Why Do Most Dogs Scratch Their Beds?
Pet behavior never ceases to amaze us; for example, the way dogs scratch their beds. As amusing as it may seem, such conduct is encoded in their DNA and are as old as the species itself. It goes all the way back to when wild dogs dug on the ground for the purpose of making a sleeping hole.
Their goal was to rest peacefully and feel protected in a comfortable place. These days, domestic dogs no longer need to build such spaces to take their naps.
However, they still have a tendency to scratch their sleeping area and this inherited behavior is sort of vestigial now.
Why do dogs scratch their beds?
Dogs have their own bedtime rituals, the same as humans. This is the main reason why it takes them so long to lie down to sleep.
First of all, they must make their bed properly and they do so by following some steps.
As we mentioned above, domestic dogs are evolutionarily-related to coyotes, wolves, and foxes. All these wild animals dig burrows for raising their cubs.
Even when a dog is in a comfortable and protected environment, they still have to scratch their sleeping area. To a large extent, softening or changing the shape of the mattress is instinctive.
Many inherited behaviors don’t have a clear meaning in city life, but all of them are useful if you think about them in a natural context. Nothing comes by chance when it comes to animal behavior.
Just like their wild relatives scratch and dig an area to fit their bodies, so do dogs. They do so to make their sleeping area as comfortable as possible.
Dogs have other curious rituals to soften their sleeping zone. A common one is to walk in circles several times before going down. Some of them also push it with their head.
In addition, there sometimes perform nesting tasks, such as collecting leaves or moss. Then, they bring them to their bedding. This might be an indication that they need an extra blanket or a mattress.
Dogs scratch their beds to mark the territory
One of the characteristic features of dogs is that they’re highly territorial. It’s for this reason that they have a tendency to carry out marking actions.
Thus, they claim all those spaces they consider theirs. The most common form of marking is by peeing on something, although they may also scratch the bed or rub themselves against it.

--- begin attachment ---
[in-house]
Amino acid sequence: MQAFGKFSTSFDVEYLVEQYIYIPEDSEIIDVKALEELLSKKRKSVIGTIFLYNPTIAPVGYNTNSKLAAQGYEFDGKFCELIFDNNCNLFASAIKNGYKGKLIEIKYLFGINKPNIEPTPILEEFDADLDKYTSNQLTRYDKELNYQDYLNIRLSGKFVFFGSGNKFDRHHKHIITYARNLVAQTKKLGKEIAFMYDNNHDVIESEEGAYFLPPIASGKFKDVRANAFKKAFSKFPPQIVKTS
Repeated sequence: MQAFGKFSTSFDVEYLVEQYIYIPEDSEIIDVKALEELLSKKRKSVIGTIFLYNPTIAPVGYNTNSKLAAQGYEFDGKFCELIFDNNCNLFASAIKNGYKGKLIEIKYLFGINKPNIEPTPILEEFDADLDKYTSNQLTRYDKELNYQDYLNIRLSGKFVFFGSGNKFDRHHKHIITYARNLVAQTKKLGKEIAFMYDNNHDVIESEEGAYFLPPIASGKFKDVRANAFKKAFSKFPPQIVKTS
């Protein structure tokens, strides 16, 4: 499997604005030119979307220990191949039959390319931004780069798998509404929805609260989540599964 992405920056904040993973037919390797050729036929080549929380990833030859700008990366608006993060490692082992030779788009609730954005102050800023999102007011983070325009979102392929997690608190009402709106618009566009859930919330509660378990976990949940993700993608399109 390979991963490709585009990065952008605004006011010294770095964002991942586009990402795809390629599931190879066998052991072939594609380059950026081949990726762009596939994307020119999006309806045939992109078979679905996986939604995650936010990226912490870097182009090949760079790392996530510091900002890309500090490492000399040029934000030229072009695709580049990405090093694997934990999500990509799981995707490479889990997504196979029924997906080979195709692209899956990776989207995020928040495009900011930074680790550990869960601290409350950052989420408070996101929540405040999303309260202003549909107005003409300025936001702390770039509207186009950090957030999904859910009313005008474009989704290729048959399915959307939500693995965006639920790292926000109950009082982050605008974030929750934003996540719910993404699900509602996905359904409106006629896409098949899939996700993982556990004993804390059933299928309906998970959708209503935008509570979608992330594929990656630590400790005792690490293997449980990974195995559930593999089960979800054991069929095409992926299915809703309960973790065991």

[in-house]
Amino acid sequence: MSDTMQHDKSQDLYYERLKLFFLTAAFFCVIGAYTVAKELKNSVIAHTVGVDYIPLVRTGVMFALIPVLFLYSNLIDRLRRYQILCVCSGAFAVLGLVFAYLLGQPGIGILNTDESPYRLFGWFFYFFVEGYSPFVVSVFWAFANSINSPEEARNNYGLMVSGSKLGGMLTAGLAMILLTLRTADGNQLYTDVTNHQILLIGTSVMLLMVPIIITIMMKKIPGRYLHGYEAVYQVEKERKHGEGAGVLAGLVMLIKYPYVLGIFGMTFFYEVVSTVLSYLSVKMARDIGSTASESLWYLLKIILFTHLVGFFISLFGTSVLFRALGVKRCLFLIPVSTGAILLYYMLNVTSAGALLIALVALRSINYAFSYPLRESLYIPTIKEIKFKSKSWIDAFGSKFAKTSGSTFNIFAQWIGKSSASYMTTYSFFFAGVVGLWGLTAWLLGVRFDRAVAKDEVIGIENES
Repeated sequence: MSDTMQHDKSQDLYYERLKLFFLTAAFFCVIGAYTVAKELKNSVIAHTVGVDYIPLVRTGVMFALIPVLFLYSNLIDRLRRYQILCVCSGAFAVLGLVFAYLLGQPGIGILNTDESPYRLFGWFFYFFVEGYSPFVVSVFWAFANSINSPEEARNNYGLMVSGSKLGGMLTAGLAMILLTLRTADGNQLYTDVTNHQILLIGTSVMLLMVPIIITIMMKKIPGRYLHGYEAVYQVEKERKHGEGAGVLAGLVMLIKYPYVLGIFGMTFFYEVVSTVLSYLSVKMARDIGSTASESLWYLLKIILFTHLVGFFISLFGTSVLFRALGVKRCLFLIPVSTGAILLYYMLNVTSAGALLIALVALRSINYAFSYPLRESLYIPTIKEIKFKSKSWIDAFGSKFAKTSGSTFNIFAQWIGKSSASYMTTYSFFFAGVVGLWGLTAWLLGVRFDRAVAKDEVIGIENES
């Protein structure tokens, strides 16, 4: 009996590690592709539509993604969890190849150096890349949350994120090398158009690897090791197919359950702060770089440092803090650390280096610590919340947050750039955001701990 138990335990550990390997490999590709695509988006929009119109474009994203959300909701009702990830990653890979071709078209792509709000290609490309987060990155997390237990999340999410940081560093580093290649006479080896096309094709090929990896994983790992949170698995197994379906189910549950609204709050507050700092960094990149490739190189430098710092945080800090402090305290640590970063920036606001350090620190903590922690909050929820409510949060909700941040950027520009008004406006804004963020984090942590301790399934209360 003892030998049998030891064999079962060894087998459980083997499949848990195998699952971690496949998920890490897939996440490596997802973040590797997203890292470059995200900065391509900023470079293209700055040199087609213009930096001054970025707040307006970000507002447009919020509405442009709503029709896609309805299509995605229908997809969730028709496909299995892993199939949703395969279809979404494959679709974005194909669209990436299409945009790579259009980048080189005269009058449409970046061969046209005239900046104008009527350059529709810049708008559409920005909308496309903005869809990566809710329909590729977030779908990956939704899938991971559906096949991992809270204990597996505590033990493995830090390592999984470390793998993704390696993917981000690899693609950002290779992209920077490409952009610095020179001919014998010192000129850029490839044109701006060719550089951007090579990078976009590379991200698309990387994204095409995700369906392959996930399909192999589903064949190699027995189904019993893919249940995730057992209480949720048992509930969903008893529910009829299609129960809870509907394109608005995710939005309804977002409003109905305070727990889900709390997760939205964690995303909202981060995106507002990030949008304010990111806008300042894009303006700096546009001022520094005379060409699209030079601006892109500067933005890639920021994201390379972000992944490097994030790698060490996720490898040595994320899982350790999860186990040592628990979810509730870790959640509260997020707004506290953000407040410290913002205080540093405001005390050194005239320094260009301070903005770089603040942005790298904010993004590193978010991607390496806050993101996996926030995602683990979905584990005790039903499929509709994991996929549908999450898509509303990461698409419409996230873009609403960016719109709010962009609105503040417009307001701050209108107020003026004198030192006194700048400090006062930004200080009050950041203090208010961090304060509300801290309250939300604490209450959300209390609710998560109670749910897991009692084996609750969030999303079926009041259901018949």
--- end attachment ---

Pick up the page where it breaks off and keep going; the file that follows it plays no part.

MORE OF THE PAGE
The reason behind this behavior is that dogs have sweat glands on their paws. They release a scent through them for the purpose of marking their sleeping area.
Another explanation for why a dog may scratch the sleeping area could be temperature control. This is a lot more common if the animal sleeps outside the house.
Some dogs prefer to dig their own sleeping holes, even if they have their own bed. The goal behind this is to try and adapt to the climate, either to warm up or cool down.
Dogs may scratch their beds to get our attention
There are times when the dog knows you’re paying attention to them when they scratch their sleeping area and might take it as a reward. Mainly because they think they’re pleasing you.
Thus, they’ll tend to repeat it when they want your attention. It isn’t serious if they do it once in a while. However, you must wonder if there’s something’s wrong and what you should do about it if it becomes a habit.
Considerations that we can take into account
Scratching a sleeping area isn’t necessarily negative behavior. However, you must take a few things into account:
- Some breeds are more likely to do this than others, terriers among them.
- The dog may have learned this behavior from other dogs near them (puppies tend to imitate adult dogs in order to fit in).
- Keep an eye on this behavior because it could be a sign that your dog needs more attention. Stop them immediately and firmly if they start scratching the carpets or your bedding.
- Try to exhaust your pet by providing opportunities for physical activity, it’ll lower their compulsion to scratch things.
- An animal with a bed that’s suitable for their needs will seldom display this behavior. There are many good models to choose from in the market if you need one.
Ultimately, dogs scratch the sleeping area due to instinctive behavior, just like their non-domestic ancestors.
However, even though it’s normal behavior you must see if it’s accompanied by other suspicious forms of behavior. Consult a vet if this is the case, they should be able to evaluate the animal and indicate the best course of action according to their needs.It might interest you...